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“Versatile approach takes time, but it really works”

Interview with Marijke and Pieter

“Versatile approach takes time, but it really works”

By Saskia Stevens

Marijke Postma-Rustenhoven and Pieter van den Hombergh, chairman and vice-chairman of the Supervisory Board of MCNV, visited Laos and Vietnam in November because of the 50th anniversary. A great opportunity to see with your own eyes how MCNV works and to listen to the findings of colleagues on the spot. Back in the Netherlands, they face some tough issues: which approach do we want to take in the coming years in cooperation with Vietnam and Laos? What is the best way to continue to use half a century of knowledge and experience gained in Vietnam for the people who need it so badly? And also: is it still necessary? Marijke and Pieter share their personal thoughts.

Pieter: “For me, a project like LEARN * in Laos is a good example of the type of activity that MCNV could focus on in the near future. We bring together students, doctors and scientists from our network to investigate health issues together. With the results thereof we are helping the Laos government, which is really desperate for this type of information, so that they can make better decisions to help the population.”

Marijke: “LEARN combines three spearheads of our work. What we do has scientific value for the longer term and we enable the government to develop substantiated policies based on advice. And people get practical solutions for their health and nutrition. That is an extension of the traditional “charitas” idea. Helping people becomes more interesting if you know how to translate your method into training and education, and to a better government policy.”

Pieter: “Take the project of the teenage girls in Vietnam who too often get pregnant too early and therefor have to leave school. The project was set up with limited resources and it is now ready for the next step, making the results visible and measurable: a good project evaluation is desirable. But we need extra money for that. I think the MCNV donors still want to support that. Based on fifty years of experience, MCNV has a well-considered approach, with the result that the government regularly follows our advice. Practical experience combined with research and well-founded advice thus offer a coherent approach that is also interesting for other organizations.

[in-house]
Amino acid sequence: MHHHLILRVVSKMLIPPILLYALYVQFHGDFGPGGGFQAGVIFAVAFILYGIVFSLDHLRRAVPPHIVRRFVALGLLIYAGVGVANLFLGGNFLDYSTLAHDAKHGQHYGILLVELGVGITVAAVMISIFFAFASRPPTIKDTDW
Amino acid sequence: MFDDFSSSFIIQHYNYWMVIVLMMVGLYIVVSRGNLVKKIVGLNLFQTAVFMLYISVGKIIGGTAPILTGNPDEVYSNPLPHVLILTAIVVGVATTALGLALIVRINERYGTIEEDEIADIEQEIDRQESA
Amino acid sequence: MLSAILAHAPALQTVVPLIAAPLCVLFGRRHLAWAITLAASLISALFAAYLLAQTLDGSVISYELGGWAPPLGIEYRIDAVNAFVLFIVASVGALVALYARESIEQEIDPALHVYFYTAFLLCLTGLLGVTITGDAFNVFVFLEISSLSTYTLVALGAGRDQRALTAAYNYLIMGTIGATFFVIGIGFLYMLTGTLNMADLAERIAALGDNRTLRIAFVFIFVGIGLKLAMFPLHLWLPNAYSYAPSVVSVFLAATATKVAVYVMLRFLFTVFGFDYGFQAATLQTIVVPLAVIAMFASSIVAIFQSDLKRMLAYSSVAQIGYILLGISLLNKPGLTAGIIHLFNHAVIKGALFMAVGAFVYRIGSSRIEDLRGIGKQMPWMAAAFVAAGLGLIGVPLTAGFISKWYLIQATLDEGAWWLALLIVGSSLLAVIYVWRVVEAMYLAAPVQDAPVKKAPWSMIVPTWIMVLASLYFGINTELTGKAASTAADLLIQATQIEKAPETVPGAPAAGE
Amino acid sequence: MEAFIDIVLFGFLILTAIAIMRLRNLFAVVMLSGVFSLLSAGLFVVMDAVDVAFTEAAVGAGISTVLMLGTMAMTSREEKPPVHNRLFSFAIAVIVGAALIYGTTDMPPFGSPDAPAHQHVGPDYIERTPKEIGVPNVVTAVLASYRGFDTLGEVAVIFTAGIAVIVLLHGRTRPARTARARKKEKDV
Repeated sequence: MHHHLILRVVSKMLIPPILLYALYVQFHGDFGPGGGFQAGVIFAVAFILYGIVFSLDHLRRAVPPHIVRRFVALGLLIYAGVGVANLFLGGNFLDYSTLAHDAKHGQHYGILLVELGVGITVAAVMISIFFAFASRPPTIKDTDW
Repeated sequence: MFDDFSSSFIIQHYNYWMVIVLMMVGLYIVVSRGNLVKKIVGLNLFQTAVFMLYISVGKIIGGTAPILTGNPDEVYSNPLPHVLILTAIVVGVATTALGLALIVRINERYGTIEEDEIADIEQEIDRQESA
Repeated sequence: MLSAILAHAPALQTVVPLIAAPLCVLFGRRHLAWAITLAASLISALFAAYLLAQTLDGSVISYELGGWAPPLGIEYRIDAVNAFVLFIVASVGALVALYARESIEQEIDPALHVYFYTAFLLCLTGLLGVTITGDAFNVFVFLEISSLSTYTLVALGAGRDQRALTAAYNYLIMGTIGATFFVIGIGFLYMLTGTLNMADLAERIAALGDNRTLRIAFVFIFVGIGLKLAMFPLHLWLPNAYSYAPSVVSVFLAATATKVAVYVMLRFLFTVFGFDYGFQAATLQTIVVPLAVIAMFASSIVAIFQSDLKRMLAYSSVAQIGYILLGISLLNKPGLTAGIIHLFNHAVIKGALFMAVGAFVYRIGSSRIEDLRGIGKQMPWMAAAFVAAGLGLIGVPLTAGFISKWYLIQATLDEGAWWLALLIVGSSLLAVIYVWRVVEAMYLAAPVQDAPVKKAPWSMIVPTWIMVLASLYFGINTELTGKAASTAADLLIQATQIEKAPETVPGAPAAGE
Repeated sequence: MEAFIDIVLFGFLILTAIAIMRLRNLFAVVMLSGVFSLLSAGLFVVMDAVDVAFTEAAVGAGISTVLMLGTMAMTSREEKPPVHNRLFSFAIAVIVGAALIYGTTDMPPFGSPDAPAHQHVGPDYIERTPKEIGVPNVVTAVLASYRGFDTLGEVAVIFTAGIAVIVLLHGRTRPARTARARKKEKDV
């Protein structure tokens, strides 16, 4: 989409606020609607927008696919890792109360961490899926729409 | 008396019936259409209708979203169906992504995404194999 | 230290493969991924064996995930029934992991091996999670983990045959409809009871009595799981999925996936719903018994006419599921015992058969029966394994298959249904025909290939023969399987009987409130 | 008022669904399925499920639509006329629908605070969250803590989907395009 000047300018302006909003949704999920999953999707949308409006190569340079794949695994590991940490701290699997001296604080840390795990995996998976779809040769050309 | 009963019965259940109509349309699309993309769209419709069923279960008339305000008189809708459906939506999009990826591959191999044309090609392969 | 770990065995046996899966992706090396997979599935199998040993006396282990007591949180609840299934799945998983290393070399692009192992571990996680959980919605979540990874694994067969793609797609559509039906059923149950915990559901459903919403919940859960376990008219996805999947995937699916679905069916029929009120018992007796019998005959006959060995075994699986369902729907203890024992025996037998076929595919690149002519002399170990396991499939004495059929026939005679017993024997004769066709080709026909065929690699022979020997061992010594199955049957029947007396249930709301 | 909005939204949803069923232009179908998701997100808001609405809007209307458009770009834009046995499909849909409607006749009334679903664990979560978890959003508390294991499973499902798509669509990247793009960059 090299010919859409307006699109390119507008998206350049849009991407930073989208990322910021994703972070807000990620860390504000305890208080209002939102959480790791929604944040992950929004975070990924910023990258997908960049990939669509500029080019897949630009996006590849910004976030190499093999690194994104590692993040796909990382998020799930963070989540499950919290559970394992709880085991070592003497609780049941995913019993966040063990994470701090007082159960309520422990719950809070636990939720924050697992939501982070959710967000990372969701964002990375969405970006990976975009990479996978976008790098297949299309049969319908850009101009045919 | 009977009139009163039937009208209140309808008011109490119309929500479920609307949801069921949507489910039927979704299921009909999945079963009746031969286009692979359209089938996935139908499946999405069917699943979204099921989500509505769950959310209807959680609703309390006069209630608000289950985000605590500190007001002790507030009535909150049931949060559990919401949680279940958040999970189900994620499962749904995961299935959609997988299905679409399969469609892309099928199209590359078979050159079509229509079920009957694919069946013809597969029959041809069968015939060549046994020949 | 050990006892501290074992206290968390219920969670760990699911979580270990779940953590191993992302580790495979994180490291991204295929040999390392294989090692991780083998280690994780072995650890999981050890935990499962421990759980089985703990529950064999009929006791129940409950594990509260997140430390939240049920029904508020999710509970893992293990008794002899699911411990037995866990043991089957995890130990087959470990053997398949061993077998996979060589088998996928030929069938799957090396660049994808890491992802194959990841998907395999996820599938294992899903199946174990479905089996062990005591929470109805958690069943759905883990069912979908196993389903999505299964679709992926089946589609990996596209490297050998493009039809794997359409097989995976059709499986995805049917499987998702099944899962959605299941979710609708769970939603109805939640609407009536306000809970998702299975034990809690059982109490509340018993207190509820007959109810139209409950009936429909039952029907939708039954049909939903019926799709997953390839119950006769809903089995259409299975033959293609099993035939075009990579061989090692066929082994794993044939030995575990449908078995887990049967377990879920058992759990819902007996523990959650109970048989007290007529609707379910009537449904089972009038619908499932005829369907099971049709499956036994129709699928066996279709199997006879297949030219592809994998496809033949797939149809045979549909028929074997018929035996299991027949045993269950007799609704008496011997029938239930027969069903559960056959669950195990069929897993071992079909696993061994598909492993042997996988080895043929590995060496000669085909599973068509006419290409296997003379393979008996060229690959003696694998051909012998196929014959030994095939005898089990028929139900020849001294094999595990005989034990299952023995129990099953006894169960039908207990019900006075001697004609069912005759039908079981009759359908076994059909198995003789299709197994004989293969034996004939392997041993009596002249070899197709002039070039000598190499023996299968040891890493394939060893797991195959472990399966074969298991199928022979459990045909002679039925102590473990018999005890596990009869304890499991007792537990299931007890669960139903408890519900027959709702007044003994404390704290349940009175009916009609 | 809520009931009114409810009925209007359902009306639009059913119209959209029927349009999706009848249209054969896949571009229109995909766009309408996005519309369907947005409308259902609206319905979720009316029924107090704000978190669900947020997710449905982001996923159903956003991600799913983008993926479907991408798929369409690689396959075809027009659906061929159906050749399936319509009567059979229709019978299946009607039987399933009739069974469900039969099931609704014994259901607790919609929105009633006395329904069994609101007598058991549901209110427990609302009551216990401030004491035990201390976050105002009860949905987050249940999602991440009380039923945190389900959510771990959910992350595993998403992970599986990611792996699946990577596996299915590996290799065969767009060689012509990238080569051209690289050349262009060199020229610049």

Solidarity forever

Marijke: ”Of course, our donors nowadays care for other topics than they did 50 years ago. Emergency aid is no longer needed, but there are vulnerable groups, particularly in rural areas, that are in danger of lagging behind. Solidarity with these groups, the basic idea we had in the sixties, still has not changed. Our colleagues in Vietnam tell us what is happening within these vulnerable and hard-to-reach groups and the government listens to our policy advice. MCNV really has something to offer in that.”

Pieter: “To visit an MCNV project is a must for all donors who have not yet been to Vietnam. It was a pleasant sensation for me to see that we experience the same concerns and compassion as our Vietnamese colleagues and partners. Vietnam has developed strongly in a materialistic sense. It is also great to see that there is so much compassion among the population with people who have less.”

Continue independently in Vietnam?

Marijke: “We are still thinking about MCNV becoming independent in Vietnam. In principle, the identification of problems and thinking up solutions can be done entirely in Vietnam and Laos, that goes without saying. The question is if and how we can support that. MCNV is now an International Non-Governmental Organization (INGO), but in order to develop ties with the population and to find a sufficient number of donors among the Vietnamese population and the Vietnamese business community, it is necessary to set up a local NGO in Vietnam. You simply cannot raise funds in Vietnam from the office in Amsterdam. There will mainly be moral support from the Dutch office when setting up a local NGO, because the projects are continuing and funding from the Netherlands remains needed. The Dutch donors are indispensable, they are still the backbone of MCNV.”

Pieter: “We could think of good new themes for our work in Vietnam, but the basis is improving health, well-being and living conditions. Ultimately, that is a very broad range, because climate change and the promotion of entrepreneurship also influence people’s well-being. I don’t think our approach should change in the coming period.”

Why continue to invest in MCNV projects?

Marijke: “MCNV is very good at Community Based Development, the development of people from within the villages and communities themselves. And I want to emphasize that in this organization nothing sticks to the fingers, which is a very important issue among donors, and rightly so!

Pieter: “MCNV has its roots in the communities, our projects are based on solidarity and they are concrete, appealing projects. The commitment of the fellow workers in Vietnam and Laos is fantastic.”

* In Laos the five-year LEARN program (Lao Equity through policy Analysis and Research Networks), is largely funded by the European Commission, and aims to improve the capacity of health institutions and health policies both within Laos and in the wider Mekong region.

 

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